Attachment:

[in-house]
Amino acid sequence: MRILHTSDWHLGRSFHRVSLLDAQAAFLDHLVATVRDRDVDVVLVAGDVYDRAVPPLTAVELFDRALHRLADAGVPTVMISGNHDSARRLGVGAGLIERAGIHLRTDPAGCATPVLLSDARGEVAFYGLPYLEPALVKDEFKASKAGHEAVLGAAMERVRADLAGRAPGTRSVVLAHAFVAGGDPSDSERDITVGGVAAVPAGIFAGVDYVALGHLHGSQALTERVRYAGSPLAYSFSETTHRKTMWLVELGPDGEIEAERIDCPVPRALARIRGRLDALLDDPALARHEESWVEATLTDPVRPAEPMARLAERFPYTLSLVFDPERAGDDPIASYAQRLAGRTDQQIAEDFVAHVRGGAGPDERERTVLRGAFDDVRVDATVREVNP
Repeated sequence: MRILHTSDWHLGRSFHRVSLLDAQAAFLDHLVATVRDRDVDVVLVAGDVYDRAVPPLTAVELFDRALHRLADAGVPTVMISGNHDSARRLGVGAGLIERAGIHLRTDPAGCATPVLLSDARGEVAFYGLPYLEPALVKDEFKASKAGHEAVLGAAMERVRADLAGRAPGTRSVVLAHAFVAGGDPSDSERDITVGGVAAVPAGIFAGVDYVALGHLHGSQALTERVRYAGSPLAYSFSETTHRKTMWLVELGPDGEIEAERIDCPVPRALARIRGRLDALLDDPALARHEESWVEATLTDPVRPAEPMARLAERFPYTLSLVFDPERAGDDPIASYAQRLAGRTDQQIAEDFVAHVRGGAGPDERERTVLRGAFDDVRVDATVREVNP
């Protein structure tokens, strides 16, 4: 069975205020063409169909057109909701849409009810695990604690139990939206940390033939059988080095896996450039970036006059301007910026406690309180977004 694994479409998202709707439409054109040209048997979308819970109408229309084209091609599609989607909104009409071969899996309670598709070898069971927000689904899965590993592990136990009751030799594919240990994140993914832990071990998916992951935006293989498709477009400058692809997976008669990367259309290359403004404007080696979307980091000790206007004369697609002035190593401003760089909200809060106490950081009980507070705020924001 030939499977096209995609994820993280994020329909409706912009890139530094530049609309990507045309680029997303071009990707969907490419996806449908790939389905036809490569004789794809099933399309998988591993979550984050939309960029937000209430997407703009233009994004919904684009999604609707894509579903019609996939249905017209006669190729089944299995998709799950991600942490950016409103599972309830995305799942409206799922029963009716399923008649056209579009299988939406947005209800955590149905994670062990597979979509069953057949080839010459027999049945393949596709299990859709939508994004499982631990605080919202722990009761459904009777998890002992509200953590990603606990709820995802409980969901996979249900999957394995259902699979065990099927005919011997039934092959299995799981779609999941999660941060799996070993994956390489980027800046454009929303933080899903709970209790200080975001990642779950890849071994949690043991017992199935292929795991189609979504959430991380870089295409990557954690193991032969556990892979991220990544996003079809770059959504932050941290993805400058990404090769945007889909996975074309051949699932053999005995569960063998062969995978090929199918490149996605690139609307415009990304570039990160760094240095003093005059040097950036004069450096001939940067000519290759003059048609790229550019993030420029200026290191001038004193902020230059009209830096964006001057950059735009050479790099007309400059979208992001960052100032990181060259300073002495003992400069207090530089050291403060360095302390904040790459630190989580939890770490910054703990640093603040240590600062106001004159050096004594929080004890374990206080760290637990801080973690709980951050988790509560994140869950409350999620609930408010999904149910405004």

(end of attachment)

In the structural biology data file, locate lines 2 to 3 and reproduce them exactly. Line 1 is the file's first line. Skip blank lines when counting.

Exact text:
Amino acid sequence: MRILHTSDWHLGRSFHRVSLLDAQAAFLDHLVATVRDRDVDVVLVAGDVYDRAVPPLTAVELFDRALHRLADAGVPTVMISGNHDSARRLGVGAGLIERAGIHLRTDPAGCATPVLLSDARGEVAFYGLPYLEPALVKDEFKASKAGHEAVLGAAMERVRADLAGRAPGTRSVVLAHAFVAGGDPSDSERDITVGGVAAVPAGIFAGVDYVALGHLHGSQALTERVRYAGSPLAYSFSETTHRKTMWLVELGPDGEIEAERIDCPVPRALARIRGRLDALLDDPALARHEESWVEATLTDPVRPAEPMARLAERFPYTLSLVFDPERAGDDPIASYAQRLAGRTDQQIAEDFVAHVRGGAGPDERERTVLRGAFDDVRVDATVREVNP
Repeated sequence: MRILHTSDWHLGRSFHRVSLLDAQAAFLDHLVATVRDRDVDVVLVAGDVYDRAVPPLTAVELFDRALHRLADAGVPTVMISGNHDSARRLGVGAGLIERAGIHLRTDPAGCATPVLLSDARGEVAFYGLPYLEPALVKDEFKASKAGHEAVLGAAMERVRADLAGRAPGTRSVVLAHAFVAGGDPSDSERDITVGGVAAVPAGIFAGVDYVALGHLHGSQALTERVRYAGSPLAYSFSETTHRKTMWLVELGPDGEIEAERIDCPVPRALARIRGRLDALLDDPALARHEESWVEATLTDPVRPAEPMARLAERFPYTLSLVFDPERAGDDPIASYAQRLAGRTDQQIAEDFVAHVRGGAGPDERERTVLRGAFDDVRVDATVREVNP